McKeon said the church at 29 Wooster Pl. has 484 seats, but only attracts on average 125 parishioners each weekend for Saturday and Sunday mass.
And to keep the BZA members focused on the parking application before them as opposed to on any prospective development of the Greene Street parcels, McKeon said, “Any future disposition of the Greene Street properties are of no consequence to this application.”
Subsequent church affiliates who testified in support of the application, however, made clear that this parking transfer is crucial for the church’s hopes to sell the Greene Street properties, located at 234, 240, and 250 Greene St., to a developer sometime soon.
“We can’t afford to pay the taxes” on the current Greene Street properties, Pastor Roy said. The 29 Wooster Pl. property, which is owned by the nonprofit St. Michael’s Church, is tax free. The Greene Street properties, which are owned by a for-profit subsidiary of the church, are not. Roy said the parking transfer deal would make any prospective sale a lot more appealing.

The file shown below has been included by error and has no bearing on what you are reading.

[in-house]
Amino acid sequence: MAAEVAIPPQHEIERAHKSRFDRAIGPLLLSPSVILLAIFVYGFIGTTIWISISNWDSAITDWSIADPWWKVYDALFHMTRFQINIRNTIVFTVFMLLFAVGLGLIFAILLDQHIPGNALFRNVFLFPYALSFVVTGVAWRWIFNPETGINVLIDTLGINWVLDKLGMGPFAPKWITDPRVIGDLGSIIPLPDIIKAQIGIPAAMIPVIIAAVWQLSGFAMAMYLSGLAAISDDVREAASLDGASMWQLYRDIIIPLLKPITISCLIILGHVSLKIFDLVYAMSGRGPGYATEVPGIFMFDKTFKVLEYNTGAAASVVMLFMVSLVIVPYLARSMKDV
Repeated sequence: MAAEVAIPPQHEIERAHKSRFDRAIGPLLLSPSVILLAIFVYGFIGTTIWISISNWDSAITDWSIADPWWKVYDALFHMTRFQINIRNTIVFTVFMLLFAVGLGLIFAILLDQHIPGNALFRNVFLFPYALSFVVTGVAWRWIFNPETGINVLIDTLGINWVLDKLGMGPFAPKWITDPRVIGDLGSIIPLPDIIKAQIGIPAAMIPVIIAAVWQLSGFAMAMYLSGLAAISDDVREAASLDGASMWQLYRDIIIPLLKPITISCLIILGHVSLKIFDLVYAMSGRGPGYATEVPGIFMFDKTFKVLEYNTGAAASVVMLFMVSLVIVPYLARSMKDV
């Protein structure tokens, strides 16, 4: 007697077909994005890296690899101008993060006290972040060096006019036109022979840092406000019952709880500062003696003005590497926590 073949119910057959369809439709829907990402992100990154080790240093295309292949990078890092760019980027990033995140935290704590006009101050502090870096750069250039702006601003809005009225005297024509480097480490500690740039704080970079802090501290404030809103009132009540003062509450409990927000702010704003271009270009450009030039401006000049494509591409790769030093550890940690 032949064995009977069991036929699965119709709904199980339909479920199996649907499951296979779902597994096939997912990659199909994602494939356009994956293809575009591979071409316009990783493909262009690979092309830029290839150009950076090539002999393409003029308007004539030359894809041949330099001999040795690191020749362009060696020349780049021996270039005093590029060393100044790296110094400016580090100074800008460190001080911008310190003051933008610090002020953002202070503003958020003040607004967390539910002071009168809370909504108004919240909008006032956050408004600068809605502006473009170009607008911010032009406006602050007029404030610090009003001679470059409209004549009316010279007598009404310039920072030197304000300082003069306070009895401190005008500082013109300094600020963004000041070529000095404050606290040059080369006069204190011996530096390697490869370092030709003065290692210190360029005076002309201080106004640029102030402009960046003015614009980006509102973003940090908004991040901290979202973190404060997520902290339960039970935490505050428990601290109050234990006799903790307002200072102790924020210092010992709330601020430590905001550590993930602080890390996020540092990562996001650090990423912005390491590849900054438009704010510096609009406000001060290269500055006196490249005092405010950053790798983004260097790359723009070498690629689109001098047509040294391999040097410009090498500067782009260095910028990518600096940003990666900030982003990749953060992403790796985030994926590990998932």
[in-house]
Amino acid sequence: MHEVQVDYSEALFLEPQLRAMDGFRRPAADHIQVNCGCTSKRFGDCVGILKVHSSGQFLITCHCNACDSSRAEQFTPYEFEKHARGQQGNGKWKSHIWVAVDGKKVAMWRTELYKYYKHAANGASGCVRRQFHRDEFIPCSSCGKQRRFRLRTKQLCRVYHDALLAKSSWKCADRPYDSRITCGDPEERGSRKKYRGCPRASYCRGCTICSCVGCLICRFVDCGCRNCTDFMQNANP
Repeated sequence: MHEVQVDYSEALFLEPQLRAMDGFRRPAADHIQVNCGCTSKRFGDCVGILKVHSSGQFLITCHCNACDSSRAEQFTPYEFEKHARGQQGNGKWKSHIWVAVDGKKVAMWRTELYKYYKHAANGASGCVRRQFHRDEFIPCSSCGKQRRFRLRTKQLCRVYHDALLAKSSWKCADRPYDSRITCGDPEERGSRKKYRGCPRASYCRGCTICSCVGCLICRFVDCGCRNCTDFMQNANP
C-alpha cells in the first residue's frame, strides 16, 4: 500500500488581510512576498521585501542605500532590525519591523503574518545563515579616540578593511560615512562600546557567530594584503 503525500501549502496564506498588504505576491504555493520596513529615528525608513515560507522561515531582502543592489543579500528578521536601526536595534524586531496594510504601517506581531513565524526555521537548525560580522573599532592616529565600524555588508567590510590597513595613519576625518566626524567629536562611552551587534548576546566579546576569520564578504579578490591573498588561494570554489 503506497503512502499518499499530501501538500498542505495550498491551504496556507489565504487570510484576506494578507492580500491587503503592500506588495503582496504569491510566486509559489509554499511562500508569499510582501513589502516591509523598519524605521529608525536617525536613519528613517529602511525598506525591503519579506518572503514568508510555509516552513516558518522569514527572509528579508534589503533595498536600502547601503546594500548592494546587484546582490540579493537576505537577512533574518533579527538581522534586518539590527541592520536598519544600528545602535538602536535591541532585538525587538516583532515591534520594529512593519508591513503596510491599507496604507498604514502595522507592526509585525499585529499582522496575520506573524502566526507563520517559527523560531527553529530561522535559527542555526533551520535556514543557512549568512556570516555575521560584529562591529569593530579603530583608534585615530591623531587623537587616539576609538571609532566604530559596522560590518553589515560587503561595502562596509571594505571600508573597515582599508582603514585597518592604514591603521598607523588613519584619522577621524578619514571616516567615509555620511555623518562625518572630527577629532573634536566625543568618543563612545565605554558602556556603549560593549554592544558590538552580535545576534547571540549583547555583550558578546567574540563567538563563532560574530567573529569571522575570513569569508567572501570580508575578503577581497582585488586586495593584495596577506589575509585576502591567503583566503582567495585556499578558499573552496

East Rock Alder Anna Festa, who is a trustee and parishioner at the church, said that she is aware of multiple churches in East Rock that have basically no on-site parking, and function just fine in the context of the residential neighborhood.
“I think we focus so much on parking,” she said, “that we forget we live in a city.”
Wooster Square business owner Bill Iovanne, who plans to lease the church 20 parking spaces, said he has witnessed the dramatic drop in church attendees over the decades, and that he has never noticed a parking problem on Wooster Place as caused by the church.
Opponents to the application, however, pulled no punches in their feelings that the church’s plan to reduce parking in the short term will have serious consequences for parking in the neighborhood for years to come.
“Up to 50 cars are parked illegally on the street during church services each weekend,” said David Atkins, who lives next door to the church. He said the church’s claim that the reduction in parking will have no effect on traffic in the neighborhood is “preposterous.”